Mark Kempff

Instructor, curriculum developer and administrative assistant to the Director of the Center for Hispanic Studies, Concordia Seminary, St. Louis

Christ alone is the Redeemer of the family and therefore there is an urgency of ministering among families in the complex North American urban context. To meet the challenges of city life, the church gathers and empowers with the Gospel as it promotes and encourages the home to be a refuge, a place to become, a place of hope, a blessing and a sacred space for all to thrive. What does it mean to thrive? How do we minister with and among families who are only surviving? This presentation will provide participants with a brief overview of some of these realities, needs and tasks that the church in the city needs to embrace in practical ways.

Marcus Gray

Marcus Gray

Hip-hop artist, Clear Sight Music

The expectation in rap music is that artists will bluntly state what they mean to say. The Gospel message, too, is very clear and blunt. For that reason, they pair well. As rap music and hip-hop customs have spread throughout the known world, and in particular, to suburban youth, it is nearly impossible to talk about missions or cultural engagement without addressing the rap listener. Historically, Lutherans have excelled in both verbiage and practice as it relates to the two realms (temporal and spiritual) and the two types of righteousness (passive and active). For this reason, arguably, Lutherans do right to understand hip-hop culture and how to produce artists who can speak relevantly to matters of faith (justification by faith alone), the duality of the human experience (temporal and spiritual realms) and rap music as a vocation. This course will bind these affairs together, with the goal of seeing how God can use the arts to teach, shape minds and restrain evil by way of sound Lutheran theology in harmony with melodic sounds and heavy bass.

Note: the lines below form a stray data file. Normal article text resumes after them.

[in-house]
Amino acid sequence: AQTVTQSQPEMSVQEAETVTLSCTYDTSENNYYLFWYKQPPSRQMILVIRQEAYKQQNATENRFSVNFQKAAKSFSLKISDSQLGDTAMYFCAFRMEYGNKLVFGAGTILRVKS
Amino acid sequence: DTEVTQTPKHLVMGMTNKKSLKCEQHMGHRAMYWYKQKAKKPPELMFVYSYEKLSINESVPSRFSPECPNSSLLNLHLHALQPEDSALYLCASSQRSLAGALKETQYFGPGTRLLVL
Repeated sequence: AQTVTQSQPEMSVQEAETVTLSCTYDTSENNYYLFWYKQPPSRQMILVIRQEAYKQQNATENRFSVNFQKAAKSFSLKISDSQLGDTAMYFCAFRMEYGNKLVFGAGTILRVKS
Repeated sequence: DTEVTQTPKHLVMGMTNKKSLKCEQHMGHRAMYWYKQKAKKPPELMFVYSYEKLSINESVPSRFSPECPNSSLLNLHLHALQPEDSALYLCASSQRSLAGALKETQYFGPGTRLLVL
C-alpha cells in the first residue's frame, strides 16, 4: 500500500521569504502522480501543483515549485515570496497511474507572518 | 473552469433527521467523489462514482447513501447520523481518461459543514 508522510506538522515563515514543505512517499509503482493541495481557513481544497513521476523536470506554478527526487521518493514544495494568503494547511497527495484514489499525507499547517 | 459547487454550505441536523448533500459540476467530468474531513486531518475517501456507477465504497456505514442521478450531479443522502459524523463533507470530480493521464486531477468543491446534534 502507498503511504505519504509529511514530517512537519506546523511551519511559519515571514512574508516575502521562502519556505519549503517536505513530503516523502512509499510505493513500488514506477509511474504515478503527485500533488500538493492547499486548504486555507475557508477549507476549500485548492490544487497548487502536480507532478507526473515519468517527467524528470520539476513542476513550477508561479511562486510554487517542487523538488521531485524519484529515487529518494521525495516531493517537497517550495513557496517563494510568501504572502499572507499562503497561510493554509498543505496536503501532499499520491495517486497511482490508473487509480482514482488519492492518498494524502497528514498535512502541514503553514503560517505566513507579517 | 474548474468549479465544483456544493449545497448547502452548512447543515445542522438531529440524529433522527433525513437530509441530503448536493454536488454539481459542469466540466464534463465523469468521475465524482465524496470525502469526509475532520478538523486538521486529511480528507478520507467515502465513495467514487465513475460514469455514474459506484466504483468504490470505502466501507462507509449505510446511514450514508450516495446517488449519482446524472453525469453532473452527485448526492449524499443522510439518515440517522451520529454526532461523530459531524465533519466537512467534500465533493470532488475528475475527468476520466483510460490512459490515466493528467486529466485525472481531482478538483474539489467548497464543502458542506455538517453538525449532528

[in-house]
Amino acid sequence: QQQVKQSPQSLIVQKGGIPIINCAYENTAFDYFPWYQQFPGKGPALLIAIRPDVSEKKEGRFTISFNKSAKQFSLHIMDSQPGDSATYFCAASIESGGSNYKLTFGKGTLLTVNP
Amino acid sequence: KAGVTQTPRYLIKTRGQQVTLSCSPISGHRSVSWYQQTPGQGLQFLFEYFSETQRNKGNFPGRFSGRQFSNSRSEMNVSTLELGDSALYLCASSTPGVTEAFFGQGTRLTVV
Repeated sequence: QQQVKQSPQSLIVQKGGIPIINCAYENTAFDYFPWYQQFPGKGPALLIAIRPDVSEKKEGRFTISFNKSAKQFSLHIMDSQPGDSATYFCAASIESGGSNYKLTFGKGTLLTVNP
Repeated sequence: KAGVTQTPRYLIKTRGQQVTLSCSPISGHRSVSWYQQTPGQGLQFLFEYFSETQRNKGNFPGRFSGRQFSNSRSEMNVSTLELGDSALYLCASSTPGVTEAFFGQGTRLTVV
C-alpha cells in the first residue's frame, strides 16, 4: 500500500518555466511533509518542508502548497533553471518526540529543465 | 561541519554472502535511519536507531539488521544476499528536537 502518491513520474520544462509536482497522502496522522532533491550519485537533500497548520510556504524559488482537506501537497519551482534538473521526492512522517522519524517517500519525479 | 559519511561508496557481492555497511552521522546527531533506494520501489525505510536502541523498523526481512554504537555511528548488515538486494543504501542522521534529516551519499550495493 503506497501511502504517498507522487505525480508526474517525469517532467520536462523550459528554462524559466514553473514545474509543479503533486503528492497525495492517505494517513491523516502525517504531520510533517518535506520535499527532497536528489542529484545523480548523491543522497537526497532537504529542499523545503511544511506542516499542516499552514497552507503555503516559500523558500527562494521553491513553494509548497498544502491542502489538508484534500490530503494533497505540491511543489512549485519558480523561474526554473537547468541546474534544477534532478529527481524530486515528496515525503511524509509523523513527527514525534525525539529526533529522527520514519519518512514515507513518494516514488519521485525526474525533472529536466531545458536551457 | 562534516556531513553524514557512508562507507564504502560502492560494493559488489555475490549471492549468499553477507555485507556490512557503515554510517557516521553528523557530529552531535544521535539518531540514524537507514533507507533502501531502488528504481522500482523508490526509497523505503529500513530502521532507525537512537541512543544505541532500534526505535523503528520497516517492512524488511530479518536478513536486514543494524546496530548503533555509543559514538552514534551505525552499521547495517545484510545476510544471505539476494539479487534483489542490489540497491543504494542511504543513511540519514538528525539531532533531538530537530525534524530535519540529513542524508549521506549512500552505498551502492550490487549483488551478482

This sectional is available in person only

Additional Continuing Education Opportunities

Faith and Film Festival

The annual Faith and Film Festival provides an opportunity for those interested in film and theology to ponder Christian themes in contemporary cinema and develop eyes to see film in new ways.

Learn More

Faith and Writing Workshop

Concordia Seminary’s “Faith and Writing” workshop explores various forms of creative writing — starting a blog, creating a sermon or devotion, “traditional” forms of creative writing (story, nonfiction, drama, poetry) — and everything in between.

Learn More

Lay Bible Institute

Calling lay people, students involved in homiletical education, pastors and others interested in the proclamation of the Gospel in today’s world: the Lay Bible Institute is for you!

Learn More

Pre-Lenten Workshop

The Pre-Lenten Workshop includes sermon manuscripts, textual notes, orders of service for midweek services and also suggestions for the Sundays of Lent to help pastors in developing their own worship resources.

Learn More

Theological Symposium

Parish pastors, LCMS district and Synod officials, Seminary and Concordia University students and faculty, and interested laypersons attend each year to delve into some of the most pressing issues of our time. One CEU is available for attending the Symposium.

Learn More

Workshop Series

Hosted by congregations across the country May through August, and led by Seminary faculty, these workshops offer an opportunity to delve deeply into topics ranging from the teachings of Martin Luther to pastoral tools, such as preaching, responding to conflict and teaching confirmation.

Learn More